First, we’ll adjust the curve on the left side coming up from the bottom point. I’ve moved the blue control handle inside the shape. That means there’s now a concave curve instead of a convex one like I have still on the right side.
Now let’s increase the curve on the upper right side. To do that, I select the point along that right side and adjust the top blue control handle. Since it’s a smooth point, the curve below the point adjusts in tandem.
Our Ornament Revisited
In Lesson 3, I showed you how we could change a Christmas ornament into a bomb shape by deleting and moving some points.
Let’s look now at how we could make that top a winding fuse. First, I’m going to move the 2 points at the end farther out, creating a longer fuse.
Next, I make each of those long sides of the fuse a curve.
Now I can add some points and adjust the curves to make it more winding.
Our Sun Revisited
In Lesson 3, I showed you how to make the rays of our sunburst symmetrically flat. Now that we understand how to adjust curves, we can make those rays symmetrically curved instead. Here I’ve deleted the flat segments on the rays to that I have 1 curve and 1 flat.
In this example, I have adjusted half of the curves so that those curves are more prominent. Notice how it changes the overall shape.
This time, on those same rays I turned the point at the end of each ray into a smooth, made each side of each ray a curve, then moved the points and adjusted the curves coming off each one. I have a continuous, roundish curve to each ray.
Now I made the ends of each ray a corner, so I can get a sharp end point but still have curved segments.
As you move the blue boxes, notice that they may be on the same side of the line segments coming of the point…
…or on opposite sides.
Each image and each curve is different. On a smooth point, they are more likely to be on opposite sides, particularly before you move the point, but not always.
While it is possible to move or delete multiple points at once, or change their point or line segment types concurrently, you can only adjust 1 blue control handle at a time. (Keeping in mind, of course, that on a smooth point adjusting the control handle on one side of the point will move the other in tandem.)
Identify the beginning and ending points of your curve on your shape. There are often extra points in between, particularly on a trace of a low resolution image. Those make it harder to get a continuous curve without bumps, and make it more troublesome to adjust the amount of the curve.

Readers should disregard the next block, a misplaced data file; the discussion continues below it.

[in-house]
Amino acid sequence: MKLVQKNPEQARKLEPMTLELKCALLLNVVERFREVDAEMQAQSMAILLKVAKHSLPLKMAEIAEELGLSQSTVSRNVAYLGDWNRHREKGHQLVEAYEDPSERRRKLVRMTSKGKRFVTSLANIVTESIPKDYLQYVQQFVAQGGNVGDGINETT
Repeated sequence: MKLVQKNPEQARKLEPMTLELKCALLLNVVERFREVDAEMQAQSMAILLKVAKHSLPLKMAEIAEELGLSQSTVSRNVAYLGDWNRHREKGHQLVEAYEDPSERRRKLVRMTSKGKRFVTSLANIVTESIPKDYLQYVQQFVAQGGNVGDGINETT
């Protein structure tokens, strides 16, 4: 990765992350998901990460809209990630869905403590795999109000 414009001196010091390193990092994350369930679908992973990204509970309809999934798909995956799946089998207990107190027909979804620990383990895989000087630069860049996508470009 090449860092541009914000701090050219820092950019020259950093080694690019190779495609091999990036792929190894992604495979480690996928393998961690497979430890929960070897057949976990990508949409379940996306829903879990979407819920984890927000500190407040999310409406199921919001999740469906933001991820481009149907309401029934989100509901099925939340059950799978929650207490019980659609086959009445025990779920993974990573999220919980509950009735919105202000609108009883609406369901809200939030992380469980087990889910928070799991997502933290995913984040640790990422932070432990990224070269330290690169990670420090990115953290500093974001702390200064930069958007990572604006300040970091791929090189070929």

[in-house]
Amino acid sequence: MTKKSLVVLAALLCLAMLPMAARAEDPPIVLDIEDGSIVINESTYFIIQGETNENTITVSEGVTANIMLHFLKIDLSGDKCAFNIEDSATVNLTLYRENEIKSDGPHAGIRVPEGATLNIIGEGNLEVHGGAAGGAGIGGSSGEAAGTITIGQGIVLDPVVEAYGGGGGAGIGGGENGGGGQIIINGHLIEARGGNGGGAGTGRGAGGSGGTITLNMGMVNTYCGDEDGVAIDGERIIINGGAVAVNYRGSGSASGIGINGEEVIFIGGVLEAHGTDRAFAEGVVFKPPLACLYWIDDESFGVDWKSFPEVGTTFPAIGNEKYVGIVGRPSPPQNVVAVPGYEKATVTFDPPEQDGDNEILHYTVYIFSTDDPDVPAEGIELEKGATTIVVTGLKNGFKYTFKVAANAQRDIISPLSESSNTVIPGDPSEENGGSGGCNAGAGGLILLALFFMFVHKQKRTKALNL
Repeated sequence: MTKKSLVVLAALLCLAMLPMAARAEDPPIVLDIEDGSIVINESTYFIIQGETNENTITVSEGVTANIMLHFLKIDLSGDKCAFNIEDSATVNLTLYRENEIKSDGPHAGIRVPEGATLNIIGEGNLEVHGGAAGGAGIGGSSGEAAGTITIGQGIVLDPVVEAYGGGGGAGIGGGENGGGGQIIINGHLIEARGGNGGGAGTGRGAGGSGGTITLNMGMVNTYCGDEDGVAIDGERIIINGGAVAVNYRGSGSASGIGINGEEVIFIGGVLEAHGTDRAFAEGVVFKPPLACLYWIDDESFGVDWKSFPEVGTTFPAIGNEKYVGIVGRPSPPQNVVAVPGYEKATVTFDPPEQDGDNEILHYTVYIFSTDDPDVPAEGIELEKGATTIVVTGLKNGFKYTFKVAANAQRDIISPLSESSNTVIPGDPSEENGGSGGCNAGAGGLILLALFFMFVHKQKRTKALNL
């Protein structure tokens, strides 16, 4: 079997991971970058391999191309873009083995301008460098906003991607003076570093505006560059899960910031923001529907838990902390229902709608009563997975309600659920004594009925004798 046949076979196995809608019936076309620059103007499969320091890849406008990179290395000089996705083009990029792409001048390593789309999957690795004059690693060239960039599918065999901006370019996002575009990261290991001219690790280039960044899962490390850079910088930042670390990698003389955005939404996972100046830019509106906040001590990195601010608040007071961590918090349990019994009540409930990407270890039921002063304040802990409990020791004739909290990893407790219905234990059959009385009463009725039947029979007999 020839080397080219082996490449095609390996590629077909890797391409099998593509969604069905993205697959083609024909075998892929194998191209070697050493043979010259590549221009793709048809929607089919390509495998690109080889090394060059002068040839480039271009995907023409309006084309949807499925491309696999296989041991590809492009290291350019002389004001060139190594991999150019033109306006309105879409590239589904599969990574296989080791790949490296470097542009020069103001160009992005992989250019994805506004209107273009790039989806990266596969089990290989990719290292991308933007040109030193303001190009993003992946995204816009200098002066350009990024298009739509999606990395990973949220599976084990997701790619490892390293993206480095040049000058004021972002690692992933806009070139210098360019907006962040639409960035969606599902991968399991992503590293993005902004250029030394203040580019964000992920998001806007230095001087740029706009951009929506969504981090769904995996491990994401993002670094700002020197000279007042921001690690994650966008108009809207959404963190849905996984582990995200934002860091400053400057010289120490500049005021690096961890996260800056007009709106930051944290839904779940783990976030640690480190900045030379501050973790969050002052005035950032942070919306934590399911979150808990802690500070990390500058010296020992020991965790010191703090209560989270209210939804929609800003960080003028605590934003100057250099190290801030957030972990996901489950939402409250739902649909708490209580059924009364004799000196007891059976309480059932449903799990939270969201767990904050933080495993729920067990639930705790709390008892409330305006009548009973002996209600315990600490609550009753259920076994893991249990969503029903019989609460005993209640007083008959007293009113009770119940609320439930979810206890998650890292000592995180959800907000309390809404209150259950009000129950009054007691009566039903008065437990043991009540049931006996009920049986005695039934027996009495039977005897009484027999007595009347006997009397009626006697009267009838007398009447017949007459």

Delete the extra points first, then adjust the curved segment from each end. That keeps you from having to mess with all those unnecessary points.
Let’s say you’re trying to adjust a curve and you get a weird bump in it like this. It doesn’t look like the curve is being pulled by the blue box as it’s supposed to be.
What’s going on? The control handle for the point at the other end of the segment is past our original control handle. This happens often when you’re changing point types.
Just pull the offending control handle closer to its point and you’ll fix the problem.
One thing you do NOT want to do when point editing is pull a point across another line segment. Here’s an example on my bomb shape:
You might try to do this to create a loop on the fuse. It will not cut right — the overlapping parts will cut one another off. The tip off is that I have cut lines crossing over one another. You should not have any place where your lines create a “T” or “X.” You can see that more easily if I fill the shape with color.
Here’s what to do instead. Draw a simple shape such as a rectangle or rounded rectangle. Position it so that it lays across the fuse and overlaps the end of the fuse.
Then weld. That eliminates the cut lines where the end crosses the middle of the fuse. You’ll usually need to edit the points a bit at the spot where the 2 shapes overlapped, but you’re getting to be a pro at that now.
NOTE: As you do modifications such as welding, the current release of the software creates an excess of points. Use your Simplify option as needed to remove some.
Fonts that look handwritten have become very popular recently. I’ve seen this crossing over issue quite a bit with some that are poorly-made. Honestly, you’re better off just choosing a different font if you run into this, because you don’t want to have to fix every single letter. However, if you don’t have a choice, do a teeny offset of your word. Then release the compound path, remove any of those problem holes, and remake the compound path. Say what? Watch this video and it will make more sense.
Wow, that’s cool!
Can you see how useful it is to learn point editing, particularly how to adjust curves? I can get many looks from a single shape by understanding how to adjust points, line segments and curves.
Next time, I’ll teach you about breaking and joining paths. What’s that you ask???? Wait and see!